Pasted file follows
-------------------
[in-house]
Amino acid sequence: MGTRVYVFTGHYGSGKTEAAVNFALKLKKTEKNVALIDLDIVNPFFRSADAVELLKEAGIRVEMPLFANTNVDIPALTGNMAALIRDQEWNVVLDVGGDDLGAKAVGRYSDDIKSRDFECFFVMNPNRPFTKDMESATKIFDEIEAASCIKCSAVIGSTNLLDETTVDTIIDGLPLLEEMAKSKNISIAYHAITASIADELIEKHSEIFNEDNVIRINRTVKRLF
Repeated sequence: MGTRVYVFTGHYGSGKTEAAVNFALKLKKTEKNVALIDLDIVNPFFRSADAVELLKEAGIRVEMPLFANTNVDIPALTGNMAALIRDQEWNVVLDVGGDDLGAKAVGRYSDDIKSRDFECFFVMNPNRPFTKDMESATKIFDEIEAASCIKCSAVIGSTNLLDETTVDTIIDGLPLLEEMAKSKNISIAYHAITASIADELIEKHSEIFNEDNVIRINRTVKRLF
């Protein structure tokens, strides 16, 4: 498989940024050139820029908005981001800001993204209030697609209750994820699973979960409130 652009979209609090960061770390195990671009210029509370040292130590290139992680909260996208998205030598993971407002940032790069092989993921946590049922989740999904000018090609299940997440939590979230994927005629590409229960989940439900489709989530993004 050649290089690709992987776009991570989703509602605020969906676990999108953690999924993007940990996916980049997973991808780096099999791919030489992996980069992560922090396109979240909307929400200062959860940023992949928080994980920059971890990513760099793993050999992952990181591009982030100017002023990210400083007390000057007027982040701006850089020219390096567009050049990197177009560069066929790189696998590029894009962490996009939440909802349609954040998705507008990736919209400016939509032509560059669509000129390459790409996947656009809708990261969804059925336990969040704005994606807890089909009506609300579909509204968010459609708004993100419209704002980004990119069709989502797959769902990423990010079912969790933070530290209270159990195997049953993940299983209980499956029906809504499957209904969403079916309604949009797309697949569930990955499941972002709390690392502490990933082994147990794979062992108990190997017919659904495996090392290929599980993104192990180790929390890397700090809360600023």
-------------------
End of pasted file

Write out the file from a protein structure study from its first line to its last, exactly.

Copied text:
[in-house]
Amino acid sequence: MGTRVYVFTGHYGSGKTEAAVNFALKLKKTEKNVALIDLDIVNPFFRSADAVELLKEAGIRVEMPLFANTNVDIPALTGNMAALIRDQEWNVVLDVGGDDLGAKAVGRYSDDIKSRDFECFFVMNPNRPFTKDMESATKIFDEIEAASCIKCSAVIGSTNLLDETTVDTIIDGLPLLEEMAKSKNISIAYHAITASIADELIEKHSEIFNEDNVIRINRTVKRLF
Repeated sequence: MGTRVYVFTGHYGSGKTEAAVNFALKLKKTEKNVALIDLDIVNPFFRSADAVELLKEAGIRVEMPLFANTNVDIPALTGNMAALIRDQEWNVVLDVGGDDLGAKAVGRYSDDIKSRDFECFFVMNPNRPFTKDMESATKIFDEIEAASCIKCSAVIGSTNLLDETTVDTIIDGLPLLEEMAKSKNISIAYHAITASIADELIEKHSEIFNEDNVIRINRTVKRLF
């Protein structure tokens, strides 16, 4: 498989940024050139820029908005981001800001993204209030697609209750994820699973979960409130 652009979209609090960061770390195990671009210029509370040292130590290139992680909260996208998205030598993971407002940032790069092989993921946590049922989740999904000018090609299940997440939590979230994927005629590409229960989940439900489709989530993004 050649290089690709992987776009991570989703509602605020969906676990999108953690999924993007940990996916980049997973991808780096099999791919030489992996980069992560922090396109979240909307929400200062959860940023992949928080994980920059971890990513760099793993050999992952990181591009982030100017002023990210400083007390000057007027982040701006850089020219390096567009050049990197177009560069066929790189696998590029894009962490996009939440909802349609954040998705507008990736919209400016939509032509560059669509000129390459790409996947656009809708990261969804059925336990969040704005994606807890089909009506609300579909509204968010459609708004993100419209704002980004990119069709989502797959769902990423990010079912969790933070530290209270159990195997049953993940299983209980499956029906809504499957209904969403079916309604949009797309697949569930990955499941972002709390690392502490990933082994147990794979062992108990190997017919659904495996090392290929599980993104192990180790929390890397700090809360600023």